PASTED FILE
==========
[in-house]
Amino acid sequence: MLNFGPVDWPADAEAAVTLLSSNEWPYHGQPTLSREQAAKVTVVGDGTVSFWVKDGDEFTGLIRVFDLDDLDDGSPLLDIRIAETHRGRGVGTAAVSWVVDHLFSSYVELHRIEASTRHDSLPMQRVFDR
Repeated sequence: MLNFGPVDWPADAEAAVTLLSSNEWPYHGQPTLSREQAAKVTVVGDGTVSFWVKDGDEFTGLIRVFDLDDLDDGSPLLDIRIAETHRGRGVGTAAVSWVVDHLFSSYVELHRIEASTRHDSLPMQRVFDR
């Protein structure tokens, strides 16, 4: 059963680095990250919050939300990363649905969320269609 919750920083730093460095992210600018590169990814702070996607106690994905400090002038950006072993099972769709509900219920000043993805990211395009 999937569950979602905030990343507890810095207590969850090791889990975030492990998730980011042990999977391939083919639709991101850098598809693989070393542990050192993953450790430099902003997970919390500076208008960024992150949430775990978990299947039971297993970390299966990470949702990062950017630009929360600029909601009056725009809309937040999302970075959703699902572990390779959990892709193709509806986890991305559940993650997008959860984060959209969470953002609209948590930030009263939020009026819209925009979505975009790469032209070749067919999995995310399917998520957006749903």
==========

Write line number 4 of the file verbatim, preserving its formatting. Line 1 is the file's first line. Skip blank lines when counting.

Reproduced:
């Protein structure tokens, strides 16, 4: 059963680095990250919050939300990363649905969320269609 919750920083730093460095992210600018590169990814702070996607106690994905400090002038950006072993099972769709509900219920000043993805990211395009 999937569950979602905030990343507890810095207590969850090791889990975030492990998730980011042990999977391939083919639709991101850098598809693989070393542990050192993953450790430099902003997970919390500076208008960024992150949430775990978990299947039971297993970390299966990470949702990062950017630009929360600029909601009056725009809309937040999302970075959703699902572990390779959990892709193709509806986890991305559940993650997008959860984060959209969470953002609209948590930030009263939020009026819209925009979505975009790469032209070749067919999995995310399917998520957006749903």